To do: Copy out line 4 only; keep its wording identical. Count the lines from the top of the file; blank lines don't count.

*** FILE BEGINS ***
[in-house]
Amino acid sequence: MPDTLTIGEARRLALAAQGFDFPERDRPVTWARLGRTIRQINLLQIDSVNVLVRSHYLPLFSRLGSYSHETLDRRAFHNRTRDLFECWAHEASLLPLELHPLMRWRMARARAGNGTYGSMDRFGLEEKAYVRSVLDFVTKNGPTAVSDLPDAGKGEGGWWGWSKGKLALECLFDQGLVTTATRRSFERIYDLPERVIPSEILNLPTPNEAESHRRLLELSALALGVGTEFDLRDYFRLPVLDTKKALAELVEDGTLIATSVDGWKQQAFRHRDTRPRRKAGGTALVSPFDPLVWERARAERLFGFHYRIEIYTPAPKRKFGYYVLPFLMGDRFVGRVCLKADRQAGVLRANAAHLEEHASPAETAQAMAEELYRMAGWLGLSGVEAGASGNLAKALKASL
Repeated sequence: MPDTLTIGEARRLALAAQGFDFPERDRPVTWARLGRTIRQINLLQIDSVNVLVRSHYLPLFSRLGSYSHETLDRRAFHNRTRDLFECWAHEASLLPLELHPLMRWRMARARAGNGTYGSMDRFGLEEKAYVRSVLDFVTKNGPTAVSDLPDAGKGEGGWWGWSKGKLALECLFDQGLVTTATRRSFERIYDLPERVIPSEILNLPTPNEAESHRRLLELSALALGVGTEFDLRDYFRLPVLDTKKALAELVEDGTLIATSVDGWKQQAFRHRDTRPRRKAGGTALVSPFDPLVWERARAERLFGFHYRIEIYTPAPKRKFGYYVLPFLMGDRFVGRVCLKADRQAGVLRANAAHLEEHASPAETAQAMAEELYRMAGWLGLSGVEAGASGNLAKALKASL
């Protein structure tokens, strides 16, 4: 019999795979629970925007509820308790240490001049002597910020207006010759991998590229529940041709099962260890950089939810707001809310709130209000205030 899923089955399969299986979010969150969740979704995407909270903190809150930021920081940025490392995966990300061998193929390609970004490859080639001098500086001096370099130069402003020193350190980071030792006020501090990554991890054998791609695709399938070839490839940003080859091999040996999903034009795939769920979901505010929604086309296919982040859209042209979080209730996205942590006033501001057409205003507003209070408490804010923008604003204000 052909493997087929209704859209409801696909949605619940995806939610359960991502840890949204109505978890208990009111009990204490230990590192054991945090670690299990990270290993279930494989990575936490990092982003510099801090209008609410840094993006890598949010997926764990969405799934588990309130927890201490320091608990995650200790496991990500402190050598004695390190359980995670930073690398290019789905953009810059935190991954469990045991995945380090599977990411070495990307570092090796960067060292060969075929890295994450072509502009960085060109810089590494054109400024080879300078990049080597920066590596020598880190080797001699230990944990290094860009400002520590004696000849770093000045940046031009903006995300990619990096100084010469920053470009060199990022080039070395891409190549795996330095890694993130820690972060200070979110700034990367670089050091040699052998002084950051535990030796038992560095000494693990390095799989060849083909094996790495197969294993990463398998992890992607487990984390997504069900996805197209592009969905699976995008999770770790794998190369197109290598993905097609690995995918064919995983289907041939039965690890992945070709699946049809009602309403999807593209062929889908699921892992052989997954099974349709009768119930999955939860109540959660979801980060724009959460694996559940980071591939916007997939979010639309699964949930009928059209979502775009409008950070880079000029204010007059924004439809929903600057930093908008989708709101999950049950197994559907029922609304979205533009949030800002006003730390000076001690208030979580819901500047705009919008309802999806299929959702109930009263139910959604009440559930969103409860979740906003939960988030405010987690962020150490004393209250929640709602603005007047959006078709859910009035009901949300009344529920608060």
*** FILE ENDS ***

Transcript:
């Protein structure tokens, strides 16, 4: 019999795979629970925007509820308790240490001049002597910020207006010759991998590229529940041709099962260890950089939810707001809310709130209000205030 899923089955399969299986979010969150969740979704995407909270903190809150930021920081940025490392995966990300061998193929390609970004490859080639001098500086001096370099130069402003020193350190980071030792006020501090990554991890054998791609695709399938070839490839940003080859091999040996999903034009795939769920979901505010929604086309296919982040859209042209979080209730996205942590006033501001057409205003507003209070408490804010923008604003204000 052909493997087929209704859209409801696909949605619940995806939610359960991502840890949204109505978890208990009111009990204490230990590192054991945090670690299990990270290993279930494989990575936490990092982003510099801090209008609410840094993006890598949010997926764990969405799934588990309130927890201490320091608990995650200790496991990500402190050598004695390190359980995670930073690398290019789905953009810059935190991954469990045991995945380090599977990411070495990307570092090796960067060292060969075929890295994450072509502009960085060109810089590494054109400024080879300078990049080597920066590596020598880190080797001699230990944990290094860009400002520590004696000849770093000045940046031009903006995300990619990096100084010469920053470009060199990022080039070395891409190549795996330095890694993130820690972060200070979110700034990367670089050091040699052998002084950051535990030796038992560095000494693990390095799989060849083909094996790495197969294993990463398998992890992607487990984390997504069900996805197209592009969905699976995008999770770790794998190369197109290598993905097609690995995918064919995983289907041939039965690890992945070709699946049809009602309403999807593209062929889908699921892992052989997954099974349709009768119930999955939860109540959660979801980060724009959460694996559940980071591939916007997939979010639309699964949930009928059209979502775009409008950070880079000029204010007059924004439809929903600057930093908008989708709101999950049950197994559907029922609304979205533009949030800002006003730390000076001690208030979580819901500047705009919008309802999806299929959702109930009263139910959604009440559930969103409860979740906003939960988030405010987690962020150490004393209250929640709602603005007047959006078709859910009035009901949300009344529920608060």